As an anthropologist working with a professional within the field of public health with a specialty in epidemiology who has not been educated in anthropological methods and theories, I would be able to contribute towards the implementation of new preventative health practices by decreasing the chance of noncompliance. Noncompliance is when patients choose not to follow an implemented medical protocol. Instead of just throwing forward a solution to a health problem, and expecting the people of the culture to not only comply with the policy but also to continue to maintain it, regardless of their cultural beliefs seems far from practical. Therefore, as an anthropologist I could do some qualitative anthropological research by conducting interviews with the people of this culture to better understand what they think about this implemented solution, or more specifically whether or not it conflicts with one of their strong cultural beliefs.

        As described in the YouTube video “Medical Anthropology,” some non-anthropologist medical providers tend to underestimate the power of cultural beliefs. To better illustrate how a proposed solution to prevent the spread of disease may not be successful even if the “plan” seems flawless I will use an example from the YouTube video, “Medical Anthropology.” In the video, a woman in Brazil attempted to prevent the spread of E.coli in a village in the Andes by teaching the people to boil the water before use. The use of this simple education seemed promising, but ultimately fell through. Eight months later, when the woman decided to ask the people why they weren’t boiling the water, she realized she overlooked a very powerful cultural belief. These people believed that by boiling the water they would be destroying one of the essential Spirits of the Earth resulting in the persistence of E .coli within the village. By taking into consideration the beliefs of a culture before implementing preventative protocols, the implemented solution will be much more effective for the people of that culture.


YouTube: “Medical Anthropology”- Tribal Jazzman Scholar, Episode #26; 2011.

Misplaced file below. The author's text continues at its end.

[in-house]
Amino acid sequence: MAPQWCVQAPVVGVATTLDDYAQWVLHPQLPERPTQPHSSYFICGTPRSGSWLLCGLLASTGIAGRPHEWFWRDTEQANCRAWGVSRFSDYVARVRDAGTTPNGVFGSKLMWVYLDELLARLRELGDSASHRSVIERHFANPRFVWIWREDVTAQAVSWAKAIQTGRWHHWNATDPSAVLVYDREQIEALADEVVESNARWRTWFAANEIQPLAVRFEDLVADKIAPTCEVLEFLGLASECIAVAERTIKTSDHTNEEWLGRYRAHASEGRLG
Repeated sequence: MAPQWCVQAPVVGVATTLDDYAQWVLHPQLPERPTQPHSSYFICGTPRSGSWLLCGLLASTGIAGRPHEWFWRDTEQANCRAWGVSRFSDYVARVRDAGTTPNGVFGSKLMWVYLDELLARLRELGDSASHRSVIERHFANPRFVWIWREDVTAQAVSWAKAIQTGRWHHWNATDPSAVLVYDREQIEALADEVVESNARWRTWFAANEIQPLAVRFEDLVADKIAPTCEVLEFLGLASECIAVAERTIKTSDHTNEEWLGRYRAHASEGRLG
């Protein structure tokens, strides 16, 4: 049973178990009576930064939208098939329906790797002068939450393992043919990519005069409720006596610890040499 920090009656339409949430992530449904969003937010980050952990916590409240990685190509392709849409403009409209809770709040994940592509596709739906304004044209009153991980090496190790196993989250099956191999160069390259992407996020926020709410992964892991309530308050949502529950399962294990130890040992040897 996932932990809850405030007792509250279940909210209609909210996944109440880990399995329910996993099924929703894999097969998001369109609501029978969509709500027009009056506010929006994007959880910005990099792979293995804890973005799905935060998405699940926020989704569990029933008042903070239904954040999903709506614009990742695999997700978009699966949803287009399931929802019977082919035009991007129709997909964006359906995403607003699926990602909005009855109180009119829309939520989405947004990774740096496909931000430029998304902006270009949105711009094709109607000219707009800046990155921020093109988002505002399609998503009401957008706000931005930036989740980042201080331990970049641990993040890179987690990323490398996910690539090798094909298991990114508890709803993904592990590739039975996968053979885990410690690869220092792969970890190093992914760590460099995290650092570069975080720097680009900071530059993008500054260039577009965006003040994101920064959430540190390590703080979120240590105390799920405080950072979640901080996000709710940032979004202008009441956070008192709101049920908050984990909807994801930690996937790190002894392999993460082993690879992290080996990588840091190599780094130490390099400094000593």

Erectile Dysfunction (ED)

Erectile dysfunction, ED, is a medical disorder that has been highly medicalized within the culture of the United States. One of the cultural influences that propelled this medicalization was the ideology that men who exhibited the symptoms of erectile dysfunction were viewed as less competent and ultimately were viewed as less of a man. This chip on the man’s ego compelled men to seek medical treatment in order to live a “healthier” happier life, and to restore his “manhood.” ED was no longer seen as a flaw in the individual, but rather a legitimate biomedical disorder in which the disorder and its symptoms could be managed and treated. An economic force that further propelled the medicalization of ED came from the pharmaceutical companies.

As men came in large numbers to their doctors for the drug to treat ED, Viagra, the pharmaceutical companies, such as Pfizer, pushed the advertisement for this drug. As stated in the BBC Horizon film, “Pill Poppers,” Viagra is now one of the most prescribed drug in the world; Six tablets are dispensed somewhere every second. After Pfizer discovered the economic potential of Viagra, ED and its diagnosis was further expanded to not only include the 9% of men with chronic ED that consistently couldn’t get erections (usually older men), but also men who only occasionally couldn’t get erections. (1) This implied that if men experienced occasional erectile dysfunction that they weren’t perfect, and that they were exhibiting some level of illness and this illness could be treated. This created an unlimited marketing potential for Viagra within Pfizer and other pharmaceutical companies. Soon after, other drugs such as Cialis or Staxyn, started to play the same role or similar roles as Viagra.

In a 2011 Viagra advertisement, it portrays a strong confident competent man out sailing on the water. As the ad is talking about in this day and age an individual knows what needs to get done, it is also showing a problem that comes about on the sail of the sailboat. In the ad, the man quickly improvises and solves the problem and maintains sailing again; this is illustrating the American ideology that to be a competent man he must also be “Mr. Fix It.” The ad is implying that today with all this medical information and knowledge it’s not a question of knowing what needs to get done, but whether or not an individual will be smart enough to make a decision to fix the problem. The ad also states, “With every age comes responsibility,” which is implying that men have a responsibility to correct their disorder.